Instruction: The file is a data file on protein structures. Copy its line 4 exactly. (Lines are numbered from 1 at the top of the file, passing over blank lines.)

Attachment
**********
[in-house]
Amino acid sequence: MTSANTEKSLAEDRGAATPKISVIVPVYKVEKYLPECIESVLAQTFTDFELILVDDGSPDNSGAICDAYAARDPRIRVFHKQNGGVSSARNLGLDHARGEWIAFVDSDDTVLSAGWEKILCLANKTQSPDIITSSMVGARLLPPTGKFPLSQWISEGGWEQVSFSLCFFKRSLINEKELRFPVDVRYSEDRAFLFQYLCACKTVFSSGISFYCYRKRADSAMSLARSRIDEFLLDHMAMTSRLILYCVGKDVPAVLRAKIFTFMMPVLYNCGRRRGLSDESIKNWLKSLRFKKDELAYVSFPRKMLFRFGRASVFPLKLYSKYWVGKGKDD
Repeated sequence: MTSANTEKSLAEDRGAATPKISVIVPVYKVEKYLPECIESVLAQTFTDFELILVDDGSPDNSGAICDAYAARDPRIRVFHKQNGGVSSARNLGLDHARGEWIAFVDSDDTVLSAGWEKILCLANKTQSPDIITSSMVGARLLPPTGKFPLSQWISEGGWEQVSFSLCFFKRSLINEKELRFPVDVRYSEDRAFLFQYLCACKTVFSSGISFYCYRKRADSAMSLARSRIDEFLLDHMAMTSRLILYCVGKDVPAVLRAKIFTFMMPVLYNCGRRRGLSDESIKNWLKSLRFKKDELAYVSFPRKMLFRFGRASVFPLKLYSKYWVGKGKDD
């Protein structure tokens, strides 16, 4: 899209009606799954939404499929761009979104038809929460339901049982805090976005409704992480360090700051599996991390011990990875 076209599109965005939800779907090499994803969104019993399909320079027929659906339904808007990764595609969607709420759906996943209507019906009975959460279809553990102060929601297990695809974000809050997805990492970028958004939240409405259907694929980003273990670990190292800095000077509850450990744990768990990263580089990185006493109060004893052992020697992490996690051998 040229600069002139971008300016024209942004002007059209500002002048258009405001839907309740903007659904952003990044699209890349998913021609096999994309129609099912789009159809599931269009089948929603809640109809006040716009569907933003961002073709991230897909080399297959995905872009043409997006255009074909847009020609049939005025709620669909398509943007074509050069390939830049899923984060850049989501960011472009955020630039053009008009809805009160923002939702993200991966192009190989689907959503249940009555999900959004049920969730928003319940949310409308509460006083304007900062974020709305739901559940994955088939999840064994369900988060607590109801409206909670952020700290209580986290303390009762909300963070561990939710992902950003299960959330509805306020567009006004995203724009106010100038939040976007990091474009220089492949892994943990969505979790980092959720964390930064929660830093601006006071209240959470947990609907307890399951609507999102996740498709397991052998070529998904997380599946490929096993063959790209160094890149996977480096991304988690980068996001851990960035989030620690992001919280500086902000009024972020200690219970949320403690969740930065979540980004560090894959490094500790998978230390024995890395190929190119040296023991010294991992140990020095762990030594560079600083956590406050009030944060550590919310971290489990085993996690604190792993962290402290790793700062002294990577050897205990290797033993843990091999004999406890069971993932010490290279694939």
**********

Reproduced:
């Protein structure tokens, strides 16, 4: 899209009606799954939404499929761009979104038809929460339901049982805090976005409704992480360090700051599996991390011990990875 076209599109965005939800779907090499994803969104019993399909320079027929659906339904808007990764595609969607709420759906996943209507019906009975959460279809553990102060929601297990695809974000809050997805990492970028958004939240409405259907694929980003273990670990190292800095000077509850450990744990768990990263580089990185006493109060004893052992020697992490996690051998 040229600069002139971008300016024209942004002007059209500002002048258009405001839907309740903007659904952003990044699209890349998913021609096999994309129609099912789009159809599931269009089948929603809640109809006040716009569907933003961002073709991230897909080399297959995905872009043409997006255009074909847009020609049939005025709620669909398509943007074509050069390939830049899923984060850049989501960011472009955020630039053009008009809805009160923002939702993200991966192009190989689907959503249940009555999900959004049920969730928003319940949310409308509460006083304007900062974020709305739901559940994955088939999840064994369900988060607590109801409206909670952020700290209580986290303390009762909300963070561990939710992902950003299960959330509805306020567009006004995203724009106010100038939040976007990091474009220089492949892994943990969505979790980092959720964390930064929660830093601006006071209240959470947990609907307890399951609507999102996740498709397991052998070529998904997380599946490929096993063959790209160094890149996977480096991304988690980068996001851990960035989030620690992001919280500086902000009024972020200690219970949320403690969740930065979540980004560090894959490094500790998978230390024995890395190929190119040296023991010294991992140990020095762990030594560079600083956590406050009030944060550590919310971290489990085993996690604190792993962290402290790793700062002294990577050897205990290797033993843990091999004999406890069971993932010490290279694939």